Claude Lanzmann's The Last of the Unjust

Hell’s harrower bore a cross. Orpheus brought a lyre. Christ’s solution was more final than Orpheus’s, if less diplomatic. After despoiling Sheol of its righteous, so the story goes, Christ escorted those upright to Heaven’s banquets, leaving the tarnal to their tarnation. While Orpheus’ dulcet bargain moved Hades’ hand to relinquish his bride, the couple didn’t make it very far before the underworld swallowed her up again. Eurydice’s absence swelled as result of this second catastrophe; Aether condensed into perfume, that pungence of loss, and Orpheus carried the scent of the underworld with him.

Based on his interviews with Claude Lanzmann, Rabbi Benjamin Murmelstein was acutely aware of these stories. Over the course of one blustery week in 1975, Lanzmann filmed an extensive verbal autobiography of Rabbi Murmelstein, who was the final appointed leader of the Judenrat at Theresienstadt, a council of Jewish elders elected to ease relations between the Nazi rank and the Jews of Adolf Eichmann’s “model ghetto.” From classical antiquity to those of the Islamic Golden Age, Murmelstein adorns his speech with the ideas from human civilization’s great myths; in doing so, he reveals himself to be a facile raconteur and mythologian, unfurling a history that saw the Jews persecuted on Kristallnacht and transported to Auschwitz for extermination.

Thankfully, Lanzmann hasn’t fully bridled his intellectual wanderlust since Shoah. In its most exquisite lines of texture and argumentation, The Last of the Unjust intercuts between phantom rides down the European streets, railways and memorials that have grown up around the Holocaust. We see rows of phaneritic slate, saturated by name after name and made illegible by the sheer density of their contents. We’re shown the gruesome sketches of confined Theresienstadt artists Ferdinand Bloch, Bedrich Lederer, Otto Ungar and Bedrich Fritta. When Lanzmann finally introduces Murmelstein, it’s from behind, his thinned hair slicked back and buzzed on the sides. As the film continues, Lanzmann presents his conversations with the controversial figure in a simple extreme close-up, directing our attention to his words and gestures. The final shot of Murmelstein is also from behind, but this time Lanzmann chooses a wide shot that reveals his feeble gait and forward-flexed posture, his septuagenarian hands trembling behind his back.

Lanzmann manifests a visual attraction to corners and intersections. In particular, he employs a camera move that carves an elliptical path around a fixed center. When that center is aligned with a corner adjoining perpendicular spaces, we experience those spaces as they are projected onto a two-dimensional image, resulting in the diminishment of one space and the burgeoning of another. It’s a kind of shift in the visible presence of competing perspectives and a visual metaphor for the contingencies that determine the stories we tell about power. Finally, it recalls Murmelstein’s own understanding of his privileged position as a go-between oppressor and oppressed, located “between the hammer and the anvil.”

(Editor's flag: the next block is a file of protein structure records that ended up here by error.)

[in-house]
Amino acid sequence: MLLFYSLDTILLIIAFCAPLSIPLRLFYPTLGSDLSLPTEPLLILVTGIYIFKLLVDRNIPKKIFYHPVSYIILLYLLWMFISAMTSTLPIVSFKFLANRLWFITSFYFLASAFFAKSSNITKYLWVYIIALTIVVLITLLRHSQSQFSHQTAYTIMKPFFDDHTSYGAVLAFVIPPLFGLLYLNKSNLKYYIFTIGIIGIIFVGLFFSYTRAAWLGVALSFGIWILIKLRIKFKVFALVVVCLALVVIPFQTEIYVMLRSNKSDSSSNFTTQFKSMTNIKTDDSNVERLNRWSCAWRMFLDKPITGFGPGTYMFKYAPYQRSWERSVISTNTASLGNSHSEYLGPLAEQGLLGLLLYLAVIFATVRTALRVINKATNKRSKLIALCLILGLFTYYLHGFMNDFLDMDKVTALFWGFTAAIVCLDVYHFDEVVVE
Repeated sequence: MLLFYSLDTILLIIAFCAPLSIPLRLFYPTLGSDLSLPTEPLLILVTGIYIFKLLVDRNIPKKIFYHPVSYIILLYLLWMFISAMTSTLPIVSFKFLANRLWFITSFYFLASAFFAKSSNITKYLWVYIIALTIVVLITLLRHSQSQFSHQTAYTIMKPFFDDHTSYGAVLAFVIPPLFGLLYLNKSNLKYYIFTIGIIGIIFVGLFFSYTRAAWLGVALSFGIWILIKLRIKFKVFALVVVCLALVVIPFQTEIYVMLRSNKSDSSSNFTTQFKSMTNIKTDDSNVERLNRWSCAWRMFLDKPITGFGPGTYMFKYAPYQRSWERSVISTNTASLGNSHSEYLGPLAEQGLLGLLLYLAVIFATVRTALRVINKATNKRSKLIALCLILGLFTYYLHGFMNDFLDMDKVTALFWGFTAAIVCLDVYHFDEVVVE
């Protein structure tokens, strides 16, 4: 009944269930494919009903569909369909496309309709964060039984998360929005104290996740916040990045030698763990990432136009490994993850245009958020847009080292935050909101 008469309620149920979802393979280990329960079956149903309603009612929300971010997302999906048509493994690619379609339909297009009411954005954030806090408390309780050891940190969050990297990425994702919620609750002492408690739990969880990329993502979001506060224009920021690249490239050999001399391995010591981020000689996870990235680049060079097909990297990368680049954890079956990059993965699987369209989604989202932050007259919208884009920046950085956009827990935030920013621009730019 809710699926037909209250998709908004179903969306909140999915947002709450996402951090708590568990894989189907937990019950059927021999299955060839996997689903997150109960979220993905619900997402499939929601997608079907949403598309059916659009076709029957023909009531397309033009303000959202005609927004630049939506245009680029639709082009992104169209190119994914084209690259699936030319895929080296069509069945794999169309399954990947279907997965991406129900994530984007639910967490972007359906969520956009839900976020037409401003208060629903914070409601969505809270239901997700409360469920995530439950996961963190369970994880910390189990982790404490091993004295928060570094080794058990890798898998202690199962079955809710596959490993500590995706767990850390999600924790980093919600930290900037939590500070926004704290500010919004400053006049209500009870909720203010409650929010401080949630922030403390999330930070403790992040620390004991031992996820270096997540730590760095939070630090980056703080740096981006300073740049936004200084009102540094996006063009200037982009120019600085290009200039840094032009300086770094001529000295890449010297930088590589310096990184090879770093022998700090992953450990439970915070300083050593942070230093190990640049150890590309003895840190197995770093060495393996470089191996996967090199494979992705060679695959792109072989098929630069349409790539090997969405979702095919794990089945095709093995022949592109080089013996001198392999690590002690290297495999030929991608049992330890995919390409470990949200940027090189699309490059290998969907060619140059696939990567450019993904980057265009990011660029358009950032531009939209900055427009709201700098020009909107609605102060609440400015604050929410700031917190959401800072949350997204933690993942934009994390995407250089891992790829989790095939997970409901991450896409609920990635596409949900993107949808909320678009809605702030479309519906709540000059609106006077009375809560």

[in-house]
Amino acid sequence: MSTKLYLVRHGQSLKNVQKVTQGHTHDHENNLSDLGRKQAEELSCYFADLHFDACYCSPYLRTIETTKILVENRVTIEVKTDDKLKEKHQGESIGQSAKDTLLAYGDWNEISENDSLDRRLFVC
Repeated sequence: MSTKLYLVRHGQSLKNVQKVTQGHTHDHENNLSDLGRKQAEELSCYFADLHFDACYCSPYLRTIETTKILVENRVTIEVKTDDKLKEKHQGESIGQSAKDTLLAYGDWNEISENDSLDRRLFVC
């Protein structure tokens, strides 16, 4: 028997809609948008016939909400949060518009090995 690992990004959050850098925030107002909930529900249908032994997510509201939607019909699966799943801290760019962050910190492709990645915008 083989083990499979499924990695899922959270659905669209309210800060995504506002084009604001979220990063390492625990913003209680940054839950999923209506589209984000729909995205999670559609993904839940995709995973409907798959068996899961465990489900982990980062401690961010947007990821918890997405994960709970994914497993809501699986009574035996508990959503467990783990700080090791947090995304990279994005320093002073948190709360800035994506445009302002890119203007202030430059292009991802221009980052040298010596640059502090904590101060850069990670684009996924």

Murmelstein now considers himself to have played a tragicomic role in the Holocaust: a Jew who, to his people, appeared authoritative and advantaged but who was, in fact, powerless. From its inception, the term tragicomoedia was reserved for stories in which the fates of the high and low-born were intermingled. In 1608, the English playwright John Fletcher offered a definition of tragicomedy that reveals the link between power and death. Paraphrased, it is: For the tragicomic, it’s not enough to simply combine mirth and death; the tragicomic must stop just short of the fatal, barring the work’s status as pure tragedy, but it must come so near it as to prevent it also from being pure comedy.

If the tragic nature of Murmelstein’s role at Theresienstadt is self-evident, the comic is a bit more elusive. He describes himself as a marionette, secretly pulling his own strings. His actions can’t be called into question, because he appeared as an unthinking tool of power; in preserving himself, he was preserving the ruse that softened every blow of the Nazi hammer. During trying times, preservation under power always means austerity (for Theresienstadt, this meant Murmelstein’s self-imposed 70-hour work weeks, limited food rations, etc.). In the end, one wonders whether his Scheherazadian persona isn’t just the rattletrap scaffold of a timid, talented survivor.

The Last of the Unjust offers a steadfast alternative to the disturbingly postmodern treatment we’re inclined to imagine for those involved in the high crimes of our age. Take, for example, the Indonesian mass-murderers of The Act of Killing or even Jordan Belfort of The Wolf of Wall Street. In these films, we’re simultaneously entertained and appalled by acts which from one perspective seem like atrocities and from another, like antics. Such formal absurdity allows us to keep a safe distance from it all, thus excusing our indifference. The Last of the Unjust refuses to let us off the hook in that same way, instead offering a complex and dialectical portrait of a man whose ascent from the abyss wasn’t as clean or heroic as he had hoped.